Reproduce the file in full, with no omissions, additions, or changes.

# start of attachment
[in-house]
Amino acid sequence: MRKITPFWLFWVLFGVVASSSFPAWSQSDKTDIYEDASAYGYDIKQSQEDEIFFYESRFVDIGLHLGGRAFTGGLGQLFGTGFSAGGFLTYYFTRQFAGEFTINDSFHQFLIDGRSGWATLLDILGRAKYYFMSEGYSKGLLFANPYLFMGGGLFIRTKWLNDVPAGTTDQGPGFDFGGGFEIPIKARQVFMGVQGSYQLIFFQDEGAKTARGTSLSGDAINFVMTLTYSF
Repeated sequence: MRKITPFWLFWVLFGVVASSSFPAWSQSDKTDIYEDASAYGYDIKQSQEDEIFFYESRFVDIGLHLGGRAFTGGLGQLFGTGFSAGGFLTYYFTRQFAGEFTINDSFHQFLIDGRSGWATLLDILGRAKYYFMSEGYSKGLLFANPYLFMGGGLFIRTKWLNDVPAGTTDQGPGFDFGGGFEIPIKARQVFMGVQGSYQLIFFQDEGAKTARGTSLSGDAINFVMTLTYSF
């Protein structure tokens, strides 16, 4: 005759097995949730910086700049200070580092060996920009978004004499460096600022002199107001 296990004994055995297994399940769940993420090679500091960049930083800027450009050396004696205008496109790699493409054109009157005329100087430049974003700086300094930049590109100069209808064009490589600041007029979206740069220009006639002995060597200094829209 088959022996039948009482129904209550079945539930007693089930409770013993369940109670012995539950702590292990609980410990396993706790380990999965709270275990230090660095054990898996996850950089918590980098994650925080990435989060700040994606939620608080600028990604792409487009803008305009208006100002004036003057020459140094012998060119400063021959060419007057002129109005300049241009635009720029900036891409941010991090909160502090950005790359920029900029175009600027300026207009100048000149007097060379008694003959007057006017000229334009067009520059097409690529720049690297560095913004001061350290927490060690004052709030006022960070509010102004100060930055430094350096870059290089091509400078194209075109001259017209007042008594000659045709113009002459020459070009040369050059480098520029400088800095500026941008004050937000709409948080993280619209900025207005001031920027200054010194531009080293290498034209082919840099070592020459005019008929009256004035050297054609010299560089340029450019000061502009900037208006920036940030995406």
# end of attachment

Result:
[in-house]
Amino acid sequence: MRKITPFWLFWVLFGVVASSSFPAWSQSDKTDIYEDASAYGYDIKQSQEDEIFFYESRFVDIGLHLGGRAFTGGLGQLFGTGFSAGGFLTYYFTRQFAGEFTINDSFHQFLIDGRSGWATLLDILGRAKYYFMSEGYSKGLLFANPYLFMGGGLFIRTKWLNDVPAGTTDQGPGFDFGGGFEIPIKARQVFMGVQGSYQLIFFQDEGAKTARGTSLSGDAINFVMTLTYSF
Repeated sequence: MRKITPFWLFWVLFGVVASSSFPAWSQSDKTDIYEDASAYGYDIKQSQEDEIFFYESRFVDIGLHLGGRAFTGGLGQLFGTGFSAGGFLTYYFTRQFAGEFTINDSFHQFLIDGRSGWATLLDILGRAKYYFMSEGYSKGLLFANPYLFMGGGLFIRTKWLNDVPAGTTDQGPGFDFGGGFEIPIKARQVFMGVQGSYQLIFFQDEGAKTARGTSLSGDAINFVMTLTYSF
């Protein structure tokens, strides 16, 4: 005759097995949730910086700049200070580092060996920009978004004499460096600022002199107001 296990004994055995297994399940769940993420090679500091960049930083800027450009050396004696205008496109790699493409054109009157005329100087430049974003700086300094930049590109100069209808064009490589600041007029979206740069220009006639002995060597200094829209 088959022996039948009482129904209550079945539930007693089930409770013993369940109670012995539950702590292990609980410990396993706790380990999965709270275990230090660095054990898996996850950089918590980098994650925080990435989060700040994606939620608080600028990604792409487009803008305009208006100002004036003057020459140094012998060119400063021959060419007057002129109005300049241009635009720029900036891409941010991090909160502090950005790359920029900029175009600027300026207009100048000149007097060379008694003959007057006017000229334009067009520059097409690529720049690297560095913004001061350290927490060690004052709030006022960070509010102004100060930055430094350096870059290089091509400078194209075109001259017209007042008594000659045709113009002459020459070009040369050059480098520029400088800095500026941008004050937000709409948080993280619209900025207005001031920027200054010194531009080293290498034209082919840099070592020459005019008929009256004035050297054609010299560089340029450019000061502009900037208006920036940030995406």